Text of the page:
South Sudan faces up to its water challenge
- From: Vol 12, Issue 3 (March 2011)
- Category: General
- Region: Africa
- Country: Sudan Republic
- Related Companies: Commercial Bank of Ethiopia, Equity Bank, Japan Industrial Cooperation Agency (JICA), Kenya Commercial Bank, Ministry of Water Resources and Irrigation in Juba and World Bank
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The world’s newest economy will need to address basic infrastructure needs before it can begin to grow. Richard Nield reports from Juba.
On 9th July 2011, the southern part of Sudan will become a separate state, after a referendum in January returned an overwhelming vote in favour of secession from the north. But the world’s newest state will immediately become one of its poorest, with an almost complete dearth of infrastructure on which to base economic growth.
Water infrastructure is no exception. In Juba, the capital city, the limitations of the distribution network mean that most water is supplied either by tankers or by young men pushing bicycles through the streets with plastic water containers strapped to the sides. Elsewhere in the country, water distribution relies on old oil drums dragged along by donkeys, and women and children bringing it from the nearest well.
“Coverage is still very low for water supply and sanitation,” admits Isaac Liabwel, undersecretary at the Ministry of Water Resources and Irrigation in Juba. “According to our rough calculations, about 47% of people outside the main towns have access to clean water supply, and only 6-7% have sanitation. Including the towns, it’s probably a bit higher – about 50% for water supply and 10% for sanitation.”
Since the signing of the Comprehensive Peace Agreement in 2005, an institutional framework for south Sudan’s water sector has gradually developed. The ministry itself was created in January 2006, and its first water policy document was published in 2007. A more detailed strategic framework for south Sudan’s water policy is being developed. “We hope to finalise the strategy by the end of the first quarter of 2011,” says Liabwel. “It will enable us to enact more specific laws on the provision of water for industry, agriculture and the population. The fully fledged laws will be enacted in the second half of 2011.”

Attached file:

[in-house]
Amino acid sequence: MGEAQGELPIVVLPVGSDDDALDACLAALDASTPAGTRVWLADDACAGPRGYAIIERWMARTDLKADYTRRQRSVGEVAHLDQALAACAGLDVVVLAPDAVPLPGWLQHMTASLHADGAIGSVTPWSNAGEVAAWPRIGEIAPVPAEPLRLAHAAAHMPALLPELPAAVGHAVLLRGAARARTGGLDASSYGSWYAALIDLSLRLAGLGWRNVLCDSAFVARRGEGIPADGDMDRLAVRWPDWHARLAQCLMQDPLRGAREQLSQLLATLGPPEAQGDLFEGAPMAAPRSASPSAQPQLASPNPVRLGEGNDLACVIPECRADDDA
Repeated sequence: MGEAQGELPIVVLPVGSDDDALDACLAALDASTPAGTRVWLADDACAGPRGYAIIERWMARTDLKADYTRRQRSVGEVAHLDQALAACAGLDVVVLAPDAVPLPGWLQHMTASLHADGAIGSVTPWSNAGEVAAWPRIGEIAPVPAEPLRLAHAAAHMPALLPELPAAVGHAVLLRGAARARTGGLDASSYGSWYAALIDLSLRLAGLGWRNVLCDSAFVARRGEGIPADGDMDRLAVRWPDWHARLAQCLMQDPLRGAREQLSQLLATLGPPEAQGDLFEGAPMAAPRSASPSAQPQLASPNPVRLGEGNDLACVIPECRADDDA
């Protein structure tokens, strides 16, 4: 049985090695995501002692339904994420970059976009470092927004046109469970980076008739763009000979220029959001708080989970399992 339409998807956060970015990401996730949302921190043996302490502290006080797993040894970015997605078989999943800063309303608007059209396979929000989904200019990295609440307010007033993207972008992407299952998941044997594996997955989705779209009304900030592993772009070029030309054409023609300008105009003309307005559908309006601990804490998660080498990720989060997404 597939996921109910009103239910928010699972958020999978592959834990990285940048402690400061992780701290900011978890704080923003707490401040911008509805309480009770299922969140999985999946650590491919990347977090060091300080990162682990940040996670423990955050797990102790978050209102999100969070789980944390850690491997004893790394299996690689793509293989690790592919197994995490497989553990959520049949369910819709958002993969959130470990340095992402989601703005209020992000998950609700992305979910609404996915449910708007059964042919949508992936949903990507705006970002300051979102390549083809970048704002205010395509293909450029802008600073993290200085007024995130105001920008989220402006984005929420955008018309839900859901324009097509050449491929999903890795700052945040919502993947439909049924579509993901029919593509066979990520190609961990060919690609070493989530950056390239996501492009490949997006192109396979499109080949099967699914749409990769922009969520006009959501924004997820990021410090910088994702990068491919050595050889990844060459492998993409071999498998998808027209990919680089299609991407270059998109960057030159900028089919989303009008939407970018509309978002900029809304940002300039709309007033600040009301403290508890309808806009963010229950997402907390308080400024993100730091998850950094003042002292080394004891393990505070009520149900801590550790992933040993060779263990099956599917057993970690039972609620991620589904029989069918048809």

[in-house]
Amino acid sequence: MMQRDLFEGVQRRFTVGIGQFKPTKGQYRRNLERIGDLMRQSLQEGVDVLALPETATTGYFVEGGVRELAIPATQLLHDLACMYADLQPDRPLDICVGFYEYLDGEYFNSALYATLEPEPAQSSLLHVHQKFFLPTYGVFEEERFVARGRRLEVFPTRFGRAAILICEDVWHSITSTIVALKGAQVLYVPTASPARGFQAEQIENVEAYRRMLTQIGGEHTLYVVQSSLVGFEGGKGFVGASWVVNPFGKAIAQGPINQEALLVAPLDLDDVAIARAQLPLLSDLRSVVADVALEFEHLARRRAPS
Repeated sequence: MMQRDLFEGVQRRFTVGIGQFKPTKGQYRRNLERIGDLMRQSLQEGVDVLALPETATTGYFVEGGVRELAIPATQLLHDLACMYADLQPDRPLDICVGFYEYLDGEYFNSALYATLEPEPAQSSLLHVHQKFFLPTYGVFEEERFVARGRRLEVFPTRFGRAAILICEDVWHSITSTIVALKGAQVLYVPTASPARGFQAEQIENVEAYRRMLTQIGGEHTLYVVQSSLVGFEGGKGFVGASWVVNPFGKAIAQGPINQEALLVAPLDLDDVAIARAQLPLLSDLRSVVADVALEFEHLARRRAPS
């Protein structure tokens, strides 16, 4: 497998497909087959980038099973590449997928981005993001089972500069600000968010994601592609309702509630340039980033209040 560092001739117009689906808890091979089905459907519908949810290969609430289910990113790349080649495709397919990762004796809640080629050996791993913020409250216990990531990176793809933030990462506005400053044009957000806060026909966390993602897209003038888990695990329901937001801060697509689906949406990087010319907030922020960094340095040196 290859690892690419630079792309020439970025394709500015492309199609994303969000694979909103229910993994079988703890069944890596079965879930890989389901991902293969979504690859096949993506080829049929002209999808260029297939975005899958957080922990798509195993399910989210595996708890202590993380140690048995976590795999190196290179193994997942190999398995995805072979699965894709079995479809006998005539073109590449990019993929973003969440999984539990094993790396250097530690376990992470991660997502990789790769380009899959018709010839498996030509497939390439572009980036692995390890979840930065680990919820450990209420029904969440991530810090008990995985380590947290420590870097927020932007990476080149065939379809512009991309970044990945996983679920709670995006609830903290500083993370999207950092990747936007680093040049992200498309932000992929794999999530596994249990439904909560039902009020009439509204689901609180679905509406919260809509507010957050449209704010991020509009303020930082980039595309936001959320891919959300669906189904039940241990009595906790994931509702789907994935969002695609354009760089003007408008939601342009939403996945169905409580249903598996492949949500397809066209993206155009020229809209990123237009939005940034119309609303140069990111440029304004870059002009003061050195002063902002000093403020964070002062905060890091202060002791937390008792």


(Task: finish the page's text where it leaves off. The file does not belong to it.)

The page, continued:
A series of programmes is now underway to address the infrastructure deficit. In 2006, the Government of South Sudan (GoSS) agreed to co-finance the development of rural water infrastructure with the World Bank’s Multi-Donor Trust Fund (MDTF), a fund administered by the World Bank but reliant on international donors for financing.
The programme has had a difficult inception. Total investment of $86.1 million was originally planned, with funding for the $30 million first phase – scheduled for 2006-10 – to be split equally between GoSS and the MDTF. GoSS had originally been due to bear the bulk of the $56.1 million second phase, due for implementation between 2011-13, but now the programme has been scaled down to $60 million, with the GoSS share in phase one reduced from $15 million to $11 million, and the second phase to be entirely funded by international donors.
“By the time we got to the second phase, the global financial crisis hit, and it was clear that the government would be unable to make its contribution,” says Laurence Clarke, manager of the World Bank in Juba. “We were expecting the donors to pick up some more of the total, but because of the international financial crisis, we couldn’t get up to the planned $86 million.”